Privacy challenges in AMS/Smart Grid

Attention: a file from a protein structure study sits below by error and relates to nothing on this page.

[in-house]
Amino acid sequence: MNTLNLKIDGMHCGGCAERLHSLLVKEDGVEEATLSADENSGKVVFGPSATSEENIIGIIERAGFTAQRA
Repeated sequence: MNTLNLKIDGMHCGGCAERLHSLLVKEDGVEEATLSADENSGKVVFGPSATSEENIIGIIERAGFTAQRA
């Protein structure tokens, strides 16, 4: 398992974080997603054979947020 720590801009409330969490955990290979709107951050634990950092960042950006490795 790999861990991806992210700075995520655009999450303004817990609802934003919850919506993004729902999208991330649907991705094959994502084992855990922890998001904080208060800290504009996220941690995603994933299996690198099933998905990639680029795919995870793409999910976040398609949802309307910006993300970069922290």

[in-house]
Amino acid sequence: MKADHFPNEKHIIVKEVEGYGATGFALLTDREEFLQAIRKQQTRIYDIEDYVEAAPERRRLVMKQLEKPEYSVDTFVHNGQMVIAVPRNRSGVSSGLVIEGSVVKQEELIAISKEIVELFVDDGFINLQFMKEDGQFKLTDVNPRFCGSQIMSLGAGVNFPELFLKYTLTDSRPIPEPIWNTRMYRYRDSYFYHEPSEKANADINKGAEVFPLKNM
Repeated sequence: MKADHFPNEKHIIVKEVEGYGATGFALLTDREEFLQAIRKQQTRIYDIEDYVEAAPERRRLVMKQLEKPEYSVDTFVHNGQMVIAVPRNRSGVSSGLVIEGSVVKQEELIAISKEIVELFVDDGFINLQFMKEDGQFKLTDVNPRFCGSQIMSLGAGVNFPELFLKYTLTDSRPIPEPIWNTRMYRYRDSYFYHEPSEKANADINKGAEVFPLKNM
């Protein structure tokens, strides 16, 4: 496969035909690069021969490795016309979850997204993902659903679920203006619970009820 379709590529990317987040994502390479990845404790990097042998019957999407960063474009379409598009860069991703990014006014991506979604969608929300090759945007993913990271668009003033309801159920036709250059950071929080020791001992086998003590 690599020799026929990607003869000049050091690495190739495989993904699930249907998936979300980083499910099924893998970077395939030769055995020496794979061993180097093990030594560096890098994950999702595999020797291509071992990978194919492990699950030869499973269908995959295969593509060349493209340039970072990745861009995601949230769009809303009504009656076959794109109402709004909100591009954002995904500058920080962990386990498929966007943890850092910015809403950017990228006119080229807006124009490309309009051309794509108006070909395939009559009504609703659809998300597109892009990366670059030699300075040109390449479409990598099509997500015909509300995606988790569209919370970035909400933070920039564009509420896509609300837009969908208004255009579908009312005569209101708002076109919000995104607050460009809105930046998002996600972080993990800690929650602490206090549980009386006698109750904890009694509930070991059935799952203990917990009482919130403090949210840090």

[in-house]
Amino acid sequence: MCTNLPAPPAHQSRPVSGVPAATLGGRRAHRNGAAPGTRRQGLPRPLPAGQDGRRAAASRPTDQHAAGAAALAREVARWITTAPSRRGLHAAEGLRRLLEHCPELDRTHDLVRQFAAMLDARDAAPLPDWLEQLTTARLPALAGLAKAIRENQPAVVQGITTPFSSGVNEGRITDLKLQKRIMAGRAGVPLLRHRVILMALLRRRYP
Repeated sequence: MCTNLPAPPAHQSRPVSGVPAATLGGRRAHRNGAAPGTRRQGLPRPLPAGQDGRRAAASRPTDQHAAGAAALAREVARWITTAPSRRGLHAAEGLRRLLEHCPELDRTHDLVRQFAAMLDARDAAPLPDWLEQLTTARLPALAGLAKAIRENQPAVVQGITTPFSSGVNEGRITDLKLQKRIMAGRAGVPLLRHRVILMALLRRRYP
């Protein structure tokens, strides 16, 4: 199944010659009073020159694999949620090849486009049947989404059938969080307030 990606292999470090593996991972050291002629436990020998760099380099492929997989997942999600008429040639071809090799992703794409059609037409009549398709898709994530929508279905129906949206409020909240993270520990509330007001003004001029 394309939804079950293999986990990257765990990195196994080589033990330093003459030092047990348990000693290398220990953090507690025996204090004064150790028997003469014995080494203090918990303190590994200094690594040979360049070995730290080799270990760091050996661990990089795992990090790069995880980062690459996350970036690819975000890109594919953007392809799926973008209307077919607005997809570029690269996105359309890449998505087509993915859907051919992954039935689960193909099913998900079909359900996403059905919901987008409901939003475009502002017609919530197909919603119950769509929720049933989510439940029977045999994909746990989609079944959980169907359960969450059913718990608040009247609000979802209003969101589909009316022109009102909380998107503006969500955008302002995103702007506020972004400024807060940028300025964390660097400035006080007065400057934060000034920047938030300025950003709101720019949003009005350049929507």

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The traditional power grid has served well in its existing period by transmitting and distributing electricity from centralized generators to consumers. Characteristics of this grid has been a oneway flow of energy and energy meters that have to be read manually. Environmental and societal challenges rises new demands for a more effective and flexible solution for energy distribution. Motivated by the combat against global warming and desire for national energy independence a smart power grid is in development. Smart Grid (SG) is regarded as the new generation power grid by utilizing modern information technologies to enable a two-way communication between advanced smart meters and head-end systems at utility companies. While conventional power grids are generally used to carry power form central generators to the users, SG uses two-way flow of power and information to deliver electricity in a more flexible, reliable and cost-effective way. For SG fulfil its purposes, information communicated through Advanced Meter Infrastructure (AMI) is much more fine-grained than the every two months readings in the traditional grid and can because of that reveal information about habits and activities inside the resident based data of electricity usage. This is a severe challenge in regard of the privacy of energy consumers, and is a problem utility companies must address in the deployment of SG and Advanced Metering Systems (AMS). Collection of data classified as sensitive and personal is regulated by laws, but there are grey zones between clearly illegal and legal data collection, storage and use. The purpose of data collection must be clearly defined and communicated to the data subjects. The challenges in regard of privacy in SG development are several, from creating a secure communication channel for transporting data between the smart meters and the head-end systems and to establish a trust amongst the energy consumers so they can feel safe that their personal information is not compromised or misused. This thesis takes a closer look at the concept of privacy in the context of AMS and SG and explores the threats and vulnerabilities of privacy that exists in this infrastructure. Based on this the thesis presents results from interviews with several Distribution System Operators (DSO) where they have been asked how they address privacy challenges in their AMS projects and how they regard privacy concerns in the future power grid.